Looking for a Different Destination? Think About Hungary.
I’ve made two trips to Hungary and both were fascinating, although in a couple of very different ways. The first time was in the mid-1980s when Hungary was still in the Russian sphere. We were traveling there by train, and had our first taste of a repressive society at the Austro-Hungarian border. Armed soldiers entered the train and methodically searched for anyone who might have been hiding in the space under the seat cushions or in the crawl space above the ceiling. Outside, more soldiers with dogs checked to make sure no one was clinging to the underside of the rail car. (That experience begged the question, Why would someone want to sneak INTO a country like that?)
The second visit was after the Russians had left. The first clue that things were very different was when the train stopped at the border and a smiling uniformed and unarmed young man came through asking if passengers had anything to declare . . . and taking our word for it. In all, we were delayed perhaps 15 minutes.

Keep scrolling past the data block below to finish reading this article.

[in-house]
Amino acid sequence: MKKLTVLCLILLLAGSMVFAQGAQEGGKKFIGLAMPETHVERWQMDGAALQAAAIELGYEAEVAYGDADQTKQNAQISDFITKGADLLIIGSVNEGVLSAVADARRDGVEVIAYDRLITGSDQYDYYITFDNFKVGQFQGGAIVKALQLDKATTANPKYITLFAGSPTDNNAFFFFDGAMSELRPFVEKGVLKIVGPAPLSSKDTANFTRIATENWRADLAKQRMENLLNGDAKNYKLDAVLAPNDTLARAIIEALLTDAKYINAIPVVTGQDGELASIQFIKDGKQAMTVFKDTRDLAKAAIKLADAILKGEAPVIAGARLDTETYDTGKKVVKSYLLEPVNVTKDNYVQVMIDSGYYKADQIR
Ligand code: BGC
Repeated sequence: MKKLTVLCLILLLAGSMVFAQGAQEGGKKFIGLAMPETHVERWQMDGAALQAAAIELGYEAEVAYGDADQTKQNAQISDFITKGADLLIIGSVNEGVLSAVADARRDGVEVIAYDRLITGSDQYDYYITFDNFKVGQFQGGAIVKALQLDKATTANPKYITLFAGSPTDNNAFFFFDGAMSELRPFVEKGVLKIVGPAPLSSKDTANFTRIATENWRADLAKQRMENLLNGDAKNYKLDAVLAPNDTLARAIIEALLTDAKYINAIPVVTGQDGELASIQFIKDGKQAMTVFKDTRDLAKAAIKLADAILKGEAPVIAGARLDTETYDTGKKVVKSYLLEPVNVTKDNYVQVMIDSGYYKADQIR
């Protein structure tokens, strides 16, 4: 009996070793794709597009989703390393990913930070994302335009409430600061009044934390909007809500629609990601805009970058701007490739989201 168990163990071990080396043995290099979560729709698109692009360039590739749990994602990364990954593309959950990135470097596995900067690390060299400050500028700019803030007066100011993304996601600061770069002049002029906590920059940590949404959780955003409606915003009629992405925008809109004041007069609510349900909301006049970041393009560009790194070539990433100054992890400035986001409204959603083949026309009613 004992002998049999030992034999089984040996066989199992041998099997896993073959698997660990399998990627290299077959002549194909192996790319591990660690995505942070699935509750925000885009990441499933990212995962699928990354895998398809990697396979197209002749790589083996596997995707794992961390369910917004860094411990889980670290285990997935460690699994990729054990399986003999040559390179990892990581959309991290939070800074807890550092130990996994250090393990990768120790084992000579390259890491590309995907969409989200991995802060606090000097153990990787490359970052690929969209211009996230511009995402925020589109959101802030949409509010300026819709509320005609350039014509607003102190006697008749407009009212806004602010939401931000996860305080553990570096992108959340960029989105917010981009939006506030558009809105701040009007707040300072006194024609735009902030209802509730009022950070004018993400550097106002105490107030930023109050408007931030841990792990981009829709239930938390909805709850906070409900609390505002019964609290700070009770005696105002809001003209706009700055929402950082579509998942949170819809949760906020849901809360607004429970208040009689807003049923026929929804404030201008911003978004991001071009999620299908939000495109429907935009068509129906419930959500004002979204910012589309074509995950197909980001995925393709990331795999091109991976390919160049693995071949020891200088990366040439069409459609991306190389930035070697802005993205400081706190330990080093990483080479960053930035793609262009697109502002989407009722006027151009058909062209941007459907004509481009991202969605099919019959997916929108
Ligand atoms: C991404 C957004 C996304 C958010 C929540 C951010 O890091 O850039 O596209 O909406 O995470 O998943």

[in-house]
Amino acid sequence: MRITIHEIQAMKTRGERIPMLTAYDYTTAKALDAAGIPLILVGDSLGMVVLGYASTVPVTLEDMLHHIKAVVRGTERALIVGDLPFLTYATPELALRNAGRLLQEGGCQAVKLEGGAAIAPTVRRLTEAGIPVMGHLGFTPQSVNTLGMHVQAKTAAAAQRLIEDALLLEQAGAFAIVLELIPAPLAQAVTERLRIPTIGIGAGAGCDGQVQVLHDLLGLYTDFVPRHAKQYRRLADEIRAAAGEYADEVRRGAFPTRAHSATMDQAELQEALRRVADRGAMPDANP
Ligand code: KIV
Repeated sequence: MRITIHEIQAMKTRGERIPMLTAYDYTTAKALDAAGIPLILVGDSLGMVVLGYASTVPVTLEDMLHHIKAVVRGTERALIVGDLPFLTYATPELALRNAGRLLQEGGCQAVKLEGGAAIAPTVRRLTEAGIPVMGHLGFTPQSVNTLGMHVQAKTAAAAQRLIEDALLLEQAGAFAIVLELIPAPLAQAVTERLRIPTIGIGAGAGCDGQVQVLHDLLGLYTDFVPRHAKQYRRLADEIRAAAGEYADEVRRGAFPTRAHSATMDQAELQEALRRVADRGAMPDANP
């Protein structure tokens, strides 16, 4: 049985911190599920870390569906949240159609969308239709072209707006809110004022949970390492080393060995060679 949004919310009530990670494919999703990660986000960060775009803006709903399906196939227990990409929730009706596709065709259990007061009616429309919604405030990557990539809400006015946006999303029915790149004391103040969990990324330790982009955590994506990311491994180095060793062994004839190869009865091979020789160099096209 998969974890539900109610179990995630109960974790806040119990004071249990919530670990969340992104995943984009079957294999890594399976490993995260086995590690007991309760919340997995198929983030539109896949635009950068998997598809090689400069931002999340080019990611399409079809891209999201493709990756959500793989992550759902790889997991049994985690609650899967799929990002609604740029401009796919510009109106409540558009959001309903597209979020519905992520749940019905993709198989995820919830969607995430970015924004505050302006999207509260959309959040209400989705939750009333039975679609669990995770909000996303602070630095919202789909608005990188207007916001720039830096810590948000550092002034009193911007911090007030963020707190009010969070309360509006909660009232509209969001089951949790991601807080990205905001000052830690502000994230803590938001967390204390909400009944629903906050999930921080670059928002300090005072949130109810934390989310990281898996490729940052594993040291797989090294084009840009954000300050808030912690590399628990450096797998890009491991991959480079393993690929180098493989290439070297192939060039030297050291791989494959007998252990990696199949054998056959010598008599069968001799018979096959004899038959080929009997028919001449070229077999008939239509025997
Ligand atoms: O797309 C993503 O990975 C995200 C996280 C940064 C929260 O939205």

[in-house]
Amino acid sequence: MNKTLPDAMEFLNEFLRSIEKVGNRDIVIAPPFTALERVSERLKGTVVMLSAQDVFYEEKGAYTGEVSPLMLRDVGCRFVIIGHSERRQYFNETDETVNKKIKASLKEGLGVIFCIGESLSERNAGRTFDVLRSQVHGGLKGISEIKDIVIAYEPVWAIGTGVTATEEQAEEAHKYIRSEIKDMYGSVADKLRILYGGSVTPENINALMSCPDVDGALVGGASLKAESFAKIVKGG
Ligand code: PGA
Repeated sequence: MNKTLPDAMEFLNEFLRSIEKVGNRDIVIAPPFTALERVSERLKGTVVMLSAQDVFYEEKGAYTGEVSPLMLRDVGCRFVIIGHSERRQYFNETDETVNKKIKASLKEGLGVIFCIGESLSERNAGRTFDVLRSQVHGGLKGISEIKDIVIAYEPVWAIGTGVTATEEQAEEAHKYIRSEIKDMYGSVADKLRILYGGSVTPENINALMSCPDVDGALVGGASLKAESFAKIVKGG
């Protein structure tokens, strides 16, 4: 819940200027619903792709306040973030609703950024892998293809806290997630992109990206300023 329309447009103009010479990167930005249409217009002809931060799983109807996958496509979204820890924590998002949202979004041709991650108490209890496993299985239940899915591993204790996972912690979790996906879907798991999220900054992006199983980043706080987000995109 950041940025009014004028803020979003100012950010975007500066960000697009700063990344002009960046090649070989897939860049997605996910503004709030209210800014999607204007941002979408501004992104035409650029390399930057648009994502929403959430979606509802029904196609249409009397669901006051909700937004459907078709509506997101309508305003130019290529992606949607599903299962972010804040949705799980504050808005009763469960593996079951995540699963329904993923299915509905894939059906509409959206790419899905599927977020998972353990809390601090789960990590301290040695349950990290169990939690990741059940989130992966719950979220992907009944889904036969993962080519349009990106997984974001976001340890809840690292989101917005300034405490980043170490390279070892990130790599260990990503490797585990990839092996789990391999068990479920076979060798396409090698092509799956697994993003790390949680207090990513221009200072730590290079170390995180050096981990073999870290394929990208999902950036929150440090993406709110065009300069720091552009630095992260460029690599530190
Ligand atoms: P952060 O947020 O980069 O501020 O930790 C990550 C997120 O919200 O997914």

Budapest was pretty much the same as we remembered it from ten years earlier, and that means it was wonderful. The Danube flows through the middle of the magnificent city, the hills of Buda on one side, the flatlands of Pest on the other.
One noteworthy change: a week before we arrived, the very first McDonalds in all of Hungary opened in the heart of central Budapest. We passed it on the way to our hotel and there was a long line of people waiting to get in. Later that evening, at dinner with Hungarian friends, we asked if they had been to the new McDonalds. Indeed they had, and the obvious follow-up was what did they think of it? “Well,” said the husband, “the food was wonderful, of course, but so expensive!”
We rented a car and spent the next ten days visiting several cities, including Eger, Szeged (where most of the world famous paprika comes from) and Pecs, in the southern part of the country. In Pecs (pronounced paytch) we learned that there was going to be a large swap meet that afternoon, with an almost limitless variety of objects and food being sold.
We set out on foot for the place and on the way I spotted a battered old Škoda, the eastern bloc equivalent to a Volkswagen. To my delight and astonishment, the real window was nearly filled with a large decal:
1985 American League Champions
BOSTON RED SOX
I hung around that car for 10-15 minutes hoping the owner would show up, but he never did. Ever since, I’ve regretted not giving it another quarter hour.